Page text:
II.                  What does the Bible say about this heart?

a.       Prov. 2:10-13 – When wisdom enters your heart, And knowledge is pleasant to your soul, Discretion will preserve you; Understanding will keep you.”

b.      Prov. 3:5-6 – “Trust in the Lord with all your heart and lean not on your own understanding; In all your ways acknowledge Him, and He shall direct your paths.”

c.       Prov. 15:28, “The heart of the righteous studies how to answer, but the mouth of the wicked pours forth evil.”

d.      Prov. 21:2, “Every way of a man is right in his own eyes, but the Lord weighs the hearts.”

e.      Psa. 51:10  – David in one of his penitential (repentance) psalms said, “Create in me a clean heart, O God, and renew a steadfast spirit within me.

f.        1 Sam. 16:7 – When the Lord sent Samuel to find a replacement for King Saul, He said to him “Do not look at his appearance or at his physical stature, because I have refused him.  For the Lord does not see as man sees; for man looks at the outward appearance, but the Lord looks at the heart.”

g.       1 Chron. 28:9 – as David is about to die he gives instructions to his son saying, “As for you, my son Solomon, know the God of your father, and serve Him with a loyal heart and with a willing mind; for the LORD searches all hearts and understands all the intent of the thoughts. If you seek Him, He will be found by you; but if you forsake Him, He will cast you off forever.”

h.      Matt. 6:21 – IN the Sermon on the Mount, Jesus spoke of laying up for ourselves treasure in heaven that cannot be corrupted by this world.  Then He says, “For where your treasure is, there your heart will also be.

i.         Mark 12:30,   The greatest commandment, “You shall love the Lord your God with all your heart, with all your soul, with all your mind, and with all your strength.”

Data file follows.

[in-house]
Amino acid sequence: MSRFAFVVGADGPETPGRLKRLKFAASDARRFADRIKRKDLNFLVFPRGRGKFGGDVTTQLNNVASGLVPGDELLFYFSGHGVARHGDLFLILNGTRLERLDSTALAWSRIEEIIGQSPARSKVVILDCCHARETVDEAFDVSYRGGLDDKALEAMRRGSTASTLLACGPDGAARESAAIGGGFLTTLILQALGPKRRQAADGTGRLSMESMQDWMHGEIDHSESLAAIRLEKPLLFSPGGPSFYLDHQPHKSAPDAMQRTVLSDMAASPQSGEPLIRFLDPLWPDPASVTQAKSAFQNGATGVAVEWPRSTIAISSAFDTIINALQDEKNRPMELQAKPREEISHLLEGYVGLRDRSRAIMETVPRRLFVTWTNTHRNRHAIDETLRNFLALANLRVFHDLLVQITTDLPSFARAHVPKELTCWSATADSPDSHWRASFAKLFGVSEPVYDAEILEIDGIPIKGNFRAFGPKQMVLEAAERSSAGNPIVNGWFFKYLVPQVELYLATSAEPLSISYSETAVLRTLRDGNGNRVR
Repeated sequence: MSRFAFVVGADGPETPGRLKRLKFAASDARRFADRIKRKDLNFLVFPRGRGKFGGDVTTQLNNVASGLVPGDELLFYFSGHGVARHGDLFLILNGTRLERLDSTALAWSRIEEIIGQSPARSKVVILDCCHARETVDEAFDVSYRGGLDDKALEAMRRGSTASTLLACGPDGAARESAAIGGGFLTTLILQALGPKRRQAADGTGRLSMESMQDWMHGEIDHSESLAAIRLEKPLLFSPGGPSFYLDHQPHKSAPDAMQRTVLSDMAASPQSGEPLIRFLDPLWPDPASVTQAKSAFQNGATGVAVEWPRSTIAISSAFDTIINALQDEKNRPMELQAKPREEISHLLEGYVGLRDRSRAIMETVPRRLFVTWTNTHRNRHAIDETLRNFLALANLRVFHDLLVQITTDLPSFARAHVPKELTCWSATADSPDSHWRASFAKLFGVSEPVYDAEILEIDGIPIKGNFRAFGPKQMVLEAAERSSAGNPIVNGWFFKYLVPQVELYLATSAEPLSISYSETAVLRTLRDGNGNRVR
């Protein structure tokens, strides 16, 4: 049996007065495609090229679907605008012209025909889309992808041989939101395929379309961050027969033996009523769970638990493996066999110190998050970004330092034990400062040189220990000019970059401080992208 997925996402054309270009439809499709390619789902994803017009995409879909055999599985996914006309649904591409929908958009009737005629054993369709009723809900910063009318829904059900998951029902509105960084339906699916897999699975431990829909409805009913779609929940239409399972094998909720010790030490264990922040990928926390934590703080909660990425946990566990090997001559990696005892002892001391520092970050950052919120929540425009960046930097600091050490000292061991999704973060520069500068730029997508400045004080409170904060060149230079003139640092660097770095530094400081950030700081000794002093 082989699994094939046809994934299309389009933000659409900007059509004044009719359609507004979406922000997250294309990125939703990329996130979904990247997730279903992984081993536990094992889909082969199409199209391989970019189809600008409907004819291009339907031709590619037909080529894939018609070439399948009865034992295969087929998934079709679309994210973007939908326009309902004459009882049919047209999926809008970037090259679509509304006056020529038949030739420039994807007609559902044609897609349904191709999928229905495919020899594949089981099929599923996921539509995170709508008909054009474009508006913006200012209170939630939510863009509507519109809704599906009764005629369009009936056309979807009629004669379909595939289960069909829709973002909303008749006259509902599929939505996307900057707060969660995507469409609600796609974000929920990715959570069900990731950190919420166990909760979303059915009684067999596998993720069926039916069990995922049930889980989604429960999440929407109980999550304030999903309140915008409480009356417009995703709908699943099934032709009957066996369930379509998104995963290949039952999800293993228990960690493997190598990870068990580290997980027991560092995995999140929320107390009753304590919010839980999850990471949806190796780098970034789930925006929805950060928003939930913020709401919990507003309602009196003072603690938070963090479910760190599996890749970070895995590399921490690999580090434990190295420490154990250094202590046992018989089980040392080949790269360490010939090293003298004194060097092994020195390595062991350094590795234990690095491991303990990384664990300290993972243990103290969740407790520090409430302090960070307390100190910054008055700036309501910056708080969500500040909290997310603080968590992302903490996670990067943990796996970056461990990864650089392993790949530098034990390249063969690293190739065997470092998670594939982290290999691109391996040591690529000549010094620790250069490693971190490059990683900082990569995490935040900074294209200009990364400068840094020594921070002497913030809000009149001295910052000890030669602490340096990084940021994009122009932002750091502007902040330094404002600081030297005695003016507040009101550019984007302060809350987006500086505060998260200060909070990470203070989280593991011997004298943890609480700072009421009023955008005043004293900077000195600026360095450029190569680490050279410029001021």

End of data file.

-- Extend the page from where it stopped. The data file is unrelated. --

j.        Rom. 6:17, “You obeyed from the heart that form of doctrine…”  Paul speaks of their obeying the gospel (cf. Rom. 6:3-4) and notes that it was from the heart.  Therefore he continues, “And having been set free from sin, you became slaves of righteousness.” (vs. 18)

k.       Rom 10:9-10 -  As Paul speaks of the gospel being near to us he says that it needs to be in our mouth and in our heart.  But what does it say? “The word is near you, in your mouth and in your heart” (that is, the word of faith which we preach): 9 that if you confess with your mouth the Lord Jesus and believe in your heart that God has raised Him from the dead, you will be saved. 10 For with the heart one believes unto righteousness, and with the mouth confession is made unto salvation.”

l.         2 Cor. 3:3 – Paul speaks of the brethren being their “epistle”.    He then proceeds to describe it NOT as a physical book written with ink, “but by the Spirit of the Living God, not on tablets of stone but on tablets of flesh, that is, of the heart.”